Thursday, September 27, 2012

RA Treatment Options

Here's what I've learned from reading, doctor visits, and talking with other RA patients. I am not a doctor, but as a biologist I have studied biochemical reactions and understand the mechanism of some of these medications and the impact they have on feedback systems in the body.

DMARDs such as methotrexate are first line of defense against RA. They are chemical in nature and usually disrupt a feedback system that generates TNF. TNF is your body's tumor necrosis factor (natural cancer killer) and can differentiate into many types of immune cells including interleukins that, among other things, regulate inflammatory reactions. DMARDs do suppress some parts of your immune system as a way to control cells that promote inflammation.

Biologic response modifiers (BRMs) such as Enbrel and Humira are very targeted approaches to treating RA. For example, Humira is a fully human antibody that disrupts action of TNF-α. Because it only targets one type of TNF cell, it has less of an impact on your immune system than DMARDs. Enbrel and Humira are injectable because antibodies can be destroyed by the acidity of your stomach. There are other BRMs that are given via IV infusion that I am not greatly familiar with. I believe they have similar mechanisms of action.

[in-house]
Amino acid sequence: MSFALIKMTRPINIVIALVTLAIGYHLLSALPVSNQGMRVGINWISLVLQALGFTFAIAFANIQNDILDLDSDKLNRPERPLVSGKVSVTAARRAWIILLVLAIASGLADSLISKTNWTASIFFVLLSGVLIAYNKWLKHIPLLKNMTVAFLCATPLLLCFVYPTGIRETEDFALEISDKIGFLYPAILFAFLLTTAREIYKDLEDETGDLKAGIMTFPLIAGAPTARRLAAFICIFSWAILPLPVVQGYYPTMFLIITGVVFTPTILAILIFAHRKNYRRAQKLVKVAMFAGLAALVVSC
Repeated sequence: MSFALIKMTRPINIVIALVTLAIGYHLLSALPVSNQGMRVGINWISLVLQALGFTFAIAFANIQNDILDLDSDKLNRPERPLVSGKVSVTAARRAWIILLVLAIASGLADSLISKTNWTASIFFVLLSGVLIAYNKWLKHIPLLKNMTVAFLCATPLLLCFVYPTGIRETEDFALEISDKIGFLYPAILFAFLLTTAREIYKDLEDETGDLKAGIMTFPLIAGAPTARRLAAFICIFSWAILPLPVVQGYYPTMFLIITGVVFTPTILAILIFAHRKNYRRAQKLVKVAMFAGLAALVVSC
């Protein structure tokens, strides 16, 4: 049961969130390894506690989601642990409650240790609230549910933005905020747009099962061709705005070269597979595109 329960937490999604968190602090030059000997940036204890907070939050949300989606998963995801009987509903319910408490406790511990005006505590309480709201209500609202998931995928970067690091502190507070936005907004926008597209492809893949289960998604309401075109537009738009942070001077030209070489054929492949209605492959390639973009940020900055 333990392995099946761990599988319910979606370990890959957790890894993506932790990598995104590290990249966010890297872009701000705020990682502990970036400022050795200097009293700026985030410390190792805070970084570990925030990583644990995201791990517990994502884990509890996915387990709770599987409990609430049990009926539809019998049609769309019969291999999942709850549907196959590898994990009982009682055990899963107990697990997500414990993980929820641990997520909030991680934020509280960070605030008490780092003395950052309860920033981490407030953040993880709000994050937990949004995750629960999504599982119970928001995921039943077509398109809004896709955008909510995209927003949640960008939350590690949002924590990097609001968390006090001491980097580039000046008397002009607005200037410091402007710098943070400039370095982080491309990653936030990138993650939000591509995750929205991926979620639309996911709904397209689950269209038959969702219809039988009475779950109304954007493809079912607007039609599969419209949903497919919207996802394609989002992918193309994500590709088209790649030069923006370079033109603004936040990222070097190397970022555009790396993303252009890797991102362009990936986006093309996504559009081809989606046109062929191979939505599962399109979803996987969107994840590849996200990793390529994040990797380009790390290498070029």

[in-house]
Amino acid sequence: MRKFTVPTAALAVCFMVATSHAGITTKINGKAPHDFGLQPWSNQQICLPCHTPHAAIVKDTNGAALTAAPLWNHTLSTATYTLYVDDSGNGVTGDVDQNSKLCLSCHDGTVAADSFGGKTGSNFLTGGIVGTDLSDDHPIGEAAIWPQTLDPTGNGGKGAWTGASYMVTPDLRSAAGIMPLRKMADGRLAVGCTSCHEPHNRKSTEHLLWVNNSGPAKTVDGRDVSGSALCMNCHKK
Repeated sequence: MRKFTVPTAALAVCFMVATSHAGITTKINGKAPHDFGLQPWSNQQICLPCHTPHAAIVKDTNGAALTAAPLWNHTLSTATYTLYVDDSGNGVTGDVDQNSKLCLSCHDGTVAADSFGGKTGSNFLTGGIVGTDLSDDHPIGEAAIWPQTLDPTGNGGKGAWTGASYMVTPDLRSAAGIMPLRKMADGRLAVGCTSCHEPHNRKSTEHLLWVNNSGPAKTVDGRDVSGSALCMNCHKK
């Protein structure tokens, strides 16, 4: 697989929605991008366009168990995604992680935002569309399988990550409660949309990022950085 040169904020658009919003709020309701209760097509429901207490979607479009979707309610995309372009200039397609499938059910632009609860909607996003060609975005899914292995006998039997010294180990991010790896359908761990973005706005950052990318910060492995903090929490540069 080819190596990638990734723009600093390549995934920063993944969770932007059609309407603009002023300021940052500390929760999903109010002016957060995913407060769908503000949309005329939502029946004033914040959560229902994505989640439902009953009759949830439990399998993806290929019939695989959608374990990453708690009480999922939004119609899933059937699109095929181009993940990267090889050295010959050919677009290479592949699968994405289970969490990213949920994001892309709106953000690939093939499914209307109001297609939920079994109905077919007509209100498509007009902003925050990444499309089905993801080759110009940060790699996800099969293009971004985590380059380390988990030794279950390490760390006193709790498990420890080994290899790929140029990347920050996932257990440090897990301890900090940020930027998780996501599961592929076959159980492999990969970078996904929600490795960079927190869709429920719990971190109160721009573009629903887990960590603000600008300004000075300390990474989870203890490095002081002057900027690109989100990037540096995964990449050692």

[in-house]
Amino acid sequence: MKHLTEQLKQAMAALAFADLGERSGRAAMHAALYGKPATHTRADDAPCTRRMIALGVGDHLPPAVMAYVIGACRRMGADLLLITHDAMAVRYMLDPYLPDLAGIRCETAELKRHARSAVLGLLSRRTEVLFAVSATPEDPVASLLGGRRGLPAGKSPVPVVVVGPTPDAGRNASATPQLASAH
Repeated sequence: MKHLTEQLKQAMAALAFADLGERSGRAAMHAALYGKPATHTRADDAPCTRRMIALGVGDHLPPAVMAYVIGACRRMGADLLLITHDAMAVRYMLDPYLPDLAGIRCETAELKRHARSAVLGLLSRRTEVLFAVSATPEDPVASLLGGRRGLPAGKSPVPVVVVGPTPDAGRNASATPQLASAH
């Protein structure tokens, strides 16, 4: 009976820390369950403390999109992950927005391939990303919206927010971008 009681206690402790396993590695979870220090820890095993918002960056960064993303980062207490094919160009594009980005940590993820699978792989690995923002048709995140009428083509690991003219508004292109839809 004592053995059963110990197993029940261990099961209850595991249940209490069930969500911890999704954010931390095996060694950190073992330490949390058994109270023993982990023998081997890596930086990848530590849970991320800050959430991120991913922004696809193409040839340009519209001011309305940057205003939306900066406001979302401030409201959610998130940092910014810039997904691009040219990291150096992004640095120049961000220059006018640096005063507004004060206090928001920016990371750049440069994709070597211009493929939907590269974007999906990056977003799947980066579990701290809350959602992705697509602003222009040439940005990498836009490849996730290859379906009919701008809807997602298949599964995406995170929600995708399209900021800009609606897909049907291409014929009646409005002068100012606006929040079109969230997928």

Prednisone is a steroid that combats inflammation. It treats symptoms, not the disease. It can make you feel like you're in remission, which is great but it can also have harmful long-term effects if used in high doses for a prolonged time. Steroids can affect reproductive hormone feedback systems and cortisone production. You should never stop prednisone "cold turkey." Always talk to your doctor before starting or stopping any steroid. It can be absolutely necessary to take when you have RA, although most doctors prefer to use low doses and short cycles, such as a 7-day medrol dose pack. I have been through several cycles of prednisone and, in my experience, the more cycles you go through, the less effect it has.

NSAIDs also treat inflammation, as you probably know. The problem is they can cause liver toxicity and damage stomach lining when taken for long periods of time.

Learn all you can about RA - it's not just a joint disease. It can have vascular and systemic effects. It can attack the lining of your heart and lungs and other organs. It's not a disease to be taken lightly. Do not be afraid of biologics. They are more natural to your body than many other chemical medications. Humira is made in a way similar to how human insulin is made. Above all, find a good rheumatologist and talk to him/her about all your concerns.


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